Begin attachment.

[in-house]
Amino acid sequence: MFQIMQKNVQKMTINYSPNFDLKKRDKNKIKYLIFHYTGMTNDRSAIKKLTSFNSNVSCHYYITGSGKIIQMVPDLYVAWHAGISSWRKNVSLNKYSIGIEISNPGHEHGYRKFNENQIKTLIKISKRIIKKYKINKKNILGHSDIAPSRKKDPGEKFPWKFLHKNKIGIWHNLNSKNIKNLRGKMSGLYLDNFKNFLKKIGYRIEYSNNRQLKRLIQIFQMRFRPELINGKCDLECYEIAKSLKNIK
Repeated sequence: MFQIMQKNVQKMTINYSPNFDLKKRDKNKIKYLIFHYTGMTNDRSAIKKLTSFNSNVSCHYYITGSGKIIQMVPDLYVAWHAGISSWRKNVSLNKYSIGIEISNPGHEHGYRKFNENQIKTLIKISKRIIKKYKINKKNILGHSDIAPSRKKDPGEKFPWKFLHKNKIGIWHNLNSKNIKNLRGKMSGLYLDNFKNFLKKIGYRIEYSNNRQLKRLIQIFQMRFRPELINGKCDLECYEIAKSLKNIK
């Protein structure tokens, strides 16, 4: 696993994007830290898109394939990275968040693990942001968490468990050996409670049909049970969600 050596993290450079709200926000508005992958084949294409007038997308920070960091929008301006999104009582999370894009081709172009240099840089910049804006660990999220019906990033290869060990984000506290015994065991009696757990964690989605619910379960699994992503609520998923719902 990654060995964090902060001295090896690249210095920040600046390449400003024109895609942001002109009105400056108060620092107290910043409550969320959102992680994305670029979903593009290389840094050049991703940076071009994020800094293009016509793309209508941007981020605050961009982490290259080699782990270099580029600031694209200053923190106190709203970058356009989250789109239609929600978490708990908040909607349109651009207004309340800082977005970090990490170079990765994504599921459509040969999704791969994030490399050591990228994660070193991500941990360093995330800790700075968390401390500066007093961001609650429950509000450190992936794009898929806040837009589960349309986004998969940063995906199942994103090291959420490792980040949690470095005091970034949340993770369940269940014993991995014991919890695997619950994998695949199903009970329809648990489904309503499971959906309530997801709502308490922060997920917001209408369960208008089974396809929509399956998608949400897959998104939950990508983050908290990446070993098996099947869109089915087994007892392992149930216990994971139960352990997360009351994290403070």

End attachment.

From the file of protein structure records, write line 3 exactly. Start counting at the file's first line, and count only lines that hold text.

Repeated sequence: MFQIMQKNVQKMTINYSPNFDLKKRDKNKIKYLIFHYTGMTNDRSAIKKLTSFNSNVSCHYYITGSGKIIQMVPDLYVAWHAGISSWRKNVSLNKYSIGIEISNPGHEHGYRKFNENQIKTLIKISKRIIKKYKINKKNILGHSDIAPSRKKDPGEKFPWKFLHKNKIGIWHNLNSKNIKNLRGKMSGLYLDNFKNFLKKIGYRIEYSNNRQLKRLIQIFQMRFRPELINGKCDLECYEIAKSLKNIK